Hot answers tagged convertible-bond
Well, it takes a little more information than you've provided, but here are links to a pdf and associated excel spreadsheet that should help you answer your question.
The major difference is that the equity option embedded in a convertible bond is not detachable from the convert, so that you have to value the bond and the embedded option together. If you want to make a direct comparison with a detachable warrant, you can think of the the embedded option in a convertible bond as having a strike price equal to the value of ...
Tangurena's answer and links give the right idea. You can get a rough approximation by finding the conversion price $K$ and using that $K$ as the strike in a standard Black-Scholes option pricer. In practice, most people work with 3rd party models such as the ones built into Bloomberg, Monis, or Kynex.
I can't answer your question about the data, since my sources for data like that are Reuters and Bloomberg, neither of which are cheap. For testing trading strategies, I'll separate them into three camps. For 'simple' optimization schemes, RMetrics fPortfolio can likely do the trick. This would be for weight-based asset allocation. RMetrics also has some ...
Use the USD rate. The actual tricky bit is in the volatility. Normally for a cross currency bond you would use the volatility of the foreign shares as denominated in US currency. However, the fixed FX rate in this case means that the correct volatility to use is the volatility in INR.
The answer is, that it does not matter. Choose one currency as the numeraire, and stick to it. This is because of the foreign exchange interest rate carry arbitrage relationship. If that relationship doesn't hold, skip the bond and lock-in the arbitrage on the interest rate differential embedded in the USD/INR exchange rate.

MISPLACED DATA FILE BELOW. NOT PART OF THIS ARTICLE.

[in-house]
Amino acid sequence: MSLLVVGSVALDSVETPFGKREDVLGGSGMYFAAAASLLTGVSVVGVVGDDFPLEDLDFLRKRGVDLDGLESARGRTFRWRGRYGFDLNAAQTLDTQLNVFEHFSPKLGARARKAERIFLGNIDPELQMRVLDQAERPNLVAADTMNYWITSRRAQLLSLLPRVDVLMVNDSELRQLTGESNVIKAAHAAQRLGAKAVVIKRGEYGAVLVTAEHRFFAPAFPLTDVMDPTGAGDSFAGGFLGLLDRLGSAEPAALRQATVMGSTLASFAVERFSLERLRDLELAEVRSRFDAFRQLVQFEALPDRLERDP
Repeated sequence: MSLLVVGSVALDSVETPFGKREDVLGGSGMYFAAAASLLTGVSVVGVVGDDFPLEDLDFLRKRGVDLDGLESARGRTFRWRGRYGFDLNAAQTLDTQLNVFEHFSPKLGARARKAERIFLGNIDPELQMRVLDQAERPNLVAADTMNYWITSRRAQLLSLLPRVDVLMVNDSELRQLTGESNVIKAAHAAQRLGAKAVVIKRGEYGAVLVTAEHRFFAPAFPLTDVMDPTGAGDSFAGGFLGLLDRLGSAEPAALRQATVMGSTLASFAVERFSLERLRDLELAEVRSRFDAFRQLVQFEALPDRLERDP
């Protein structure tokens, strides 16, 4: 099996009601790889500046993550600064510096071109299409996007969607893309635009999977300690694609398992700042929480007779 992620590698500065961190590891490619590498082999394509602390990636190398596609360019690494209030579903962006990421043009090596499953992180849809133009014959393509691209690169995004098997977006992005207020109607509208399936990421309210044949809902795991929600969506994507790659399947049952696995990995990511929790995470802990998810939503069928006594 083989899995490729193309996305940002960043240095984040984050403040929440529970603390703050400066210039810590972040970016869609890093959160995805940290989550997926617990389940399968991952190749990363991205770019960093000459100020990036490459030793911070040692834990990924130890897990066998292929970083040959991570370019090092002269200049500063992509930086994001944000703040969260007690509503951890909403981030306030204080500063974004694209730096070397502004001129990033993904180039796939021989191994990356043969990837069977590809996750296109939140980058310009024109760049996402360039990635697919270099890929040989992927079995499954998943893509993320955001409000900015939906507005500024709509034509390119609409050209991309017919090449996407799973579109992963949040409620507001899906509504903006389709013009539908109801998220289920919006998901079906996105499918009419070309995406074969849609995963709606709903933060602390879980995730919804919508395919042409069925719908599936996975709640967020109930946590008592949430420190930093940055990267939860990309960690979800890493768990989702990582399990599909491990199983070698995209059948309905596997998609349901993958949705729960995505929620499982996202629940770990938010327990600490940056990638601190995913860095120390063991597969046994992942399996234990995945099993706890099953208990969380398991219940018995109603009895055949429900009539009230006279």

Both statements are correct. A warrant allows a holder to BUY a stock at a set price. Because there is a specific price, all that is needed is CASH to get the stock. As such, the warrant can be separated from the bond, and someone else could use it. As a result, it is valued separately from an accounting perspective. A convertible bond, on the other hand, ...
A friend gave me the following reply in terms of dynamic hedging and portfolio management: Quantitative justification Pricing models for a CB are based on holding the CB hedged with a short equity position. The combined portfolio has zero delta. However, it has positive gamma. To see this, consider that delta increases when the probability of conversion ...
The above gives you the value of the option in the convertible bond. Next step, look at the price of an exchange-traded option to see what the embedded convertible bond option is worth. That can tell you if the convertible bond is over or under priced - compare the market value of the option to the implied price of the option (scaling prices to the same ...
You are mixing terms here. The definition of an "interest rate" is typically a simple interest rate as applies to the Principal of a loan. The unpaid interest rate is not compounded. This is owed at the conclusion of the loan or when converted to debt. Typically rolled into the equity stake. The definition of "discount" is what the convertible debt holder ...
If there is no chance of default, and you have an extremely simple set of terms and conditions (T&C) on the bond, then the two are equivalent. In the real world T&C are complex for all bonds currently traded, and default is important. Therefore something closer to the binomial model, which allows the embedded option to disappear in the event of ...
Andrew Lo has an analysis documenting the performance of Convertible Bond strategies (see page 13 here). His purpose is to see whether various hedge fund strategies can be replicated by a portfolio of tradeable risk assets. His sample period his 1986-2005.
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